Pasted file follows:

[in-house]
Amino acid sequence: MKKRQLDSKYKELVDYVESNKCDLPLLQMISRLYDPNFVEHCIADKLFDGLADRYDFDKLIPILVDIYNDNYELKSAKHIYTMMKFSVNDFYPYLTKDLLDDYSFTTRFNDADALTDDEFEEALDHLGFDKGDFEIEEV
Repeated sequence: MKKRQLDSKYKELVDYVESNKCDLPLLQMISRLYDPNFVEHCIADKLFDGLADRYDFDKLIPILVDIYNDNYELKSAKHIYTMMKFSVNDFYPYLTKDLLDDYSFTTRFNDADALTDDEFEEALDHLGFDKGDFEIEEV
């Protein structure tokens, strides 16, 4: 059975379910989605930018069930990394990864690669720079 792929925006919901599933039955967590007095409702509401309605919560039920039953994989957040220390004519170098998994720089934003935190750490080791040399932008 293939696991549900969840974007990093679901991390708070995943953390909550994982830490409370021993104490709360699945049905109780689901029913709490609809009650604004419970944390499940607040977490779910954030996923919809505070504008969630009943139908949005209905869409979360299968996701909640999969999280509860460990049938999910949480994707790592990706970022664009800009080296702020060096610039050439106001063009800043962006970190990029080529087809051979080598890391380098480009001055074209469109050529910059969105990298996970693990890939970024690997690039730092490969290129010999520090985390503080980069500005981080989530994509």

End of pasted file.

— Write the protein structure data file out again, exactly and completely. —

[in-house]
Amino acid sequence: MKKRQLDSKYKELVDYVESNKCDLPLLQMISRLYDPNFVEHCIADKLFDGLADRYDFDKLIPILVDIYNDNYELKSAKHIYTMMKFSVNDFYPYLTKDLLDDYSFTTRFNDADALTDDEFEEALDHLGFDKGDFEIEEV
Repeated sequence: MKKRQLDSKYKELVDYVESNKCDLPLLQMISRLYDPNFVEHCIADKLFDGLADRYDFDKLIPILVDIYNDNYELKSAKHIYTMMKFSVNDFYPYLTKDLLDDYSFTTRFNDADALTDDEFEEALDHLGFDKGDFEIEEV
């Protein structure tokens, strides 16, 4: 059975379910989605930018069930990394990864690669720079 792929925006919901599933039955967590007095409702509401309605919560039920039953994989957040220390004519170098998994720089934003935190750490080791040399932008 293939696991549900969840974007990093679901991390708070995943953390909550994982830490409370021993104490709360699945049905109780689901029913709490609809009650604004419970944390499940607040977490779910954030996923919809505070504008969630009943139908949005209905869409979360299968996701909640999969999280509860460990049938999910949480994707790592990706970022664009800009080296702020060096610039050439106001063009800043962006970190990029080529087809051979080598890391380098480009001055074209469109050529910059969105990298996970693990890939970024690997690039730092490969290129010999520090985390503080980069500005981080989530994509």